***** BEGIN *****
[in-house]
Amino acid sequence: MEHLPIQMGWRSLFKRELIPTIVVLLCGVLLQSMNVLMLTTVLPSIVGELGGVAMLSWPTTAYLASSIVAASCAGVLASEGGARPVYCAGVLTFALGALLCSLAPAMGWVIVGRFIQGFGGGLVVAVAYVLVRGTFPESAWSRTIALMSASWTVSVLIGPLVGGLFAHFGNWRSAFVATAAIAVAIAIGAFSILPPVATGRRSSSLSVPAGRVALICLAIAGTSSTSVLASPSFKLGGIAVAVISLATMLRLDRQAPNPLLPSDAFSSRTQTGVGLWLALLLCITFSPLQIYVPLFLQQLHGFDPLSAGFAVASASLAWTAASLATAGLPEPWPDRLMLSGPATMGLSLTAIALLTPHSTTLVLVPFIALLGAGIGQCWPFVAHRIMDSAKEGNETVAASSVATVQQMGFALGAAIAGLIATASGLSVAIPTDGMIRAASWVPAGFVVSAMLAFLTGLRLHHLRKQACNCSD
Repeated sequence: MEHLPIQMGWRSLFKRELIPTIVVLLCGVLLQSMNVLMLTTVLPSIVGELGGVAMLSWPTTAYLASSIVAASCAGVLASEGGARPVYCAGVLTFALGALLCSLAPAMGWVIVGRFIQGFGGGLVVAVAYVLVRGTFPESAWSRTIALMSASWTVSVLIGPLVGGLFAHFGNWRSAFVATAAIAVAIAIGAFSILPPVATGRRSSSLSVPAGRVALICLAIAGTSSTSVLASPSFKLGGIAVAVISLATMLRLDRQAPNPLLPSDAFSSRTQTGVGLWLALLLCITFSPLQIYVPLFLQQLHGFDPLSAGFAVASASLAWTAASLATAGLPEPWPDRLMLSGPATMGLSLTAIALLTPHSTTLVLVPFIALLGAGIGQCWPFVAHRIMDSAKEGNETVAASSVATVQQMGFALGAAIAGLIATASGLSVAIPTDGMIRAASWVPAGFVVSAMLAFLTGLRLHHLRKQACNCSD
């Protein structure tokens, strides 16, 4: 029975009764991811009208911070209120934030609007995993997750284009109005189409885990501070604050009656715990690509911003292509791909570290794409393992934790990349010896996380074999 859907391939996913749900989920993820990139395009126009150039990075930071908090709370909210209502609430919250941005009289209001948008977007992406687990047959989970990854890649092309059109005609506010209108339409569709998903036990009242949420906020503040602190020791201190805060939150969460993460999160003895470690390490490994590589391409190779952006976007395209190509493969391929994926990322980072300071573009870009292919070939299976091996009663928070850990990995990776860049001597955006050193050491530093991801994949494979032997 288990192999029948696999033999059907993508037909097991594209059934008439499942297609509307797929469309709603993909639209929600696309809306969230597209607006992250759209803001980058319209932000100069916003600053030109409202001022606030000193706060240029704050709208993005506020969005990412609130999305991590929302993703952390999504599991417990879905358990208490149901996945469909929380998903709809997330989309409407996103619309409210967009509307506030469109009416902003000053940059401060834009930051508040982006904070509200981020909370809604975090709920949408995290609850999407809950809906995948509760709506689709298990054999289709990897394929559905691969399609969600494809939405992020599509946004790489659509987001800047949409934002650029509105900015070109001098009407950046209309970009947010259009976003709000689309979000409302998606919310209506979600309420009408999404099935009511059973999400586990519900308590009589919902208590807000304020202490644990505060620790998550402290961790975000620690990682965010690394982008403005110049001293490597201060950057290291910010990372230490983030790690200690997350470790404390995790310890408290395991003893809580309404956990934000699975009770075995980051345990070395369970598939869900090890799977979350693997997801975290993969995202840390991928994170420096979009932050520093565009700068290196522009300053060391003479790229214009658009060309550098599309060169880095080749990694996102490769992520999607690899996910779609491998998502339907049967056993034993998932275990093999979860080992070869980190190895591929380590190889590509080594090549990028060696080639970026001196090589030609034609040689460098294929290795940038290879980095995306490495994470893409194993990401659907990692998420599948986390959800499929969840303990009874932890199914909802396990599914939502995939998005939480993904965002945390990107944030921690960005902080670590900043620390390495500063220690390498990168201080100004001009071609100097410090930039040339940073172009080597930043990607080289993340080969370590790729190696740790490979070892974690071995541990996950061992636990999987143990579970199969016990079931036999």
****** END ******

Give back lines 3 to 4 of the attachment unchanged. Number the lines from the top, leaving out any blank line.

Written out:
Repeated sequence: MEHLPIQMGWRSLFKRELIPTIVVLLCGVLLQSMNVLMLTTVLPSIVGELGGVAMLSWPTTAYLASSIVAASCAGVLASEGGARPVYCAGVLTFALGALLCSLAPAMGWVIVGRFIQGFGGGLVVAVAYVLVRGTFPESAWSRTIALMSASWTVSVLIGPLVGGLFAHFGNWRSAFVATAAIAVAIAIGAFSILPPVATGRRSSSLSVPAGRVALICLAIAGTSSTSVLASPSFKLGGIAVAVISLATMLRLDRQAPNPLLPSDAFSSRTQTGVGLWLALLLCITFSPLQIYVPLFLQQLHGFDPLSAGFAVASASLAWTAASLATAGLPEPWPDRLMLSGPATMGLSLTAIALLTPHSTTLVLVPFIALLGAGIGQCWPFVAHRIMDSAKEGNETVAASSVATVQQMGFALGAAIAGLIATASGLSVAIPTDGMIRAASWVPAGFVVSAMLAFLTGLRLHHLRKQACNCSD
């Protein structure tokens, strides 16, 4: 029975009764991811009208911070209120934030609007995993997750284009109005189409885990501070604050009656715990690509911003292509791909570290794409393992934790990349010896996380074999 859907391939996913749900989920993820990139395009126009150039990075930071908090709370909210209502609430919250941005009289209001948008977007992406687990047959989970990854890649092309059109005609506010209108339409569709998903036990009242949420906020503040602190020791201190805060939150969460993460999160003895470690390490490994590589391409190779952006976007395209190509493969391929994926990322980072300071573009870009292919070939299976091996009663928070850990990995990776860049001597955006050193050491530093991801994949494979032997 288990192999029948696999033999059907993508037909097991594209059934008439499942297609509307797929469309709603993909639209929600696309809306969230597209607006992250759209803001980058319209932000100069916003600053030109409202001022606030000193706060240029704050709208993005506020969005990412609130999305991590929302993703952390999504599991417990879905358990208490149901996945469909929380998903709809997330989309409407996103619309409210967009509307506030469109009416902003000053940059401060834009930051508040982006904070509200981020909370809604975090709920949408995290609850999407809950809906995948509760709506689709298990054999289709990897394929559905691969399609969600494809939405992020599509946004790489659509987001800047949409934002650029509105900015070109001098009407950046209309970009947010259009976003709000689309979000409302998606919310209506979600309420009408999404099935009511059973999400586990519900308590009589919902208590807000304020202490644990505060620790998550402290961790975000620690990682965010690394982008403005110049001293490597201060950057290291910010990372230490983030790690200690997350470790404390995790310890408290395991003893809580309404956990934000699975009770075995980051345990070395369970598939869900090890799977979350693997997801975290993969995202840390991928994170420096979009932050520093565009700068290196522009300053060391003479790229214009658009060309550098599309060169880095080749990694996102490769992520999607690899996910779609491998998502339907049967056993034993998932275990093999979860080992070869980190190895591929380590190889590509080594090549990028060696080639970026001196090589030609034609040689460098294929290795940038290879980095995306490495994470893409194993990401659907990692998420599948986390959800499929969840303990009874932890199914909802396990599914939502995939998005939480993904965002945390990107944030921690960005902080670590900043620390390495500063220690390498990168201080100004001009071609100097410090930039040339940073172009080597930043990607080289993340080969370590790729190696740790490979070892974690071995541990996950061992636990999987143990579970199969016990079931036999």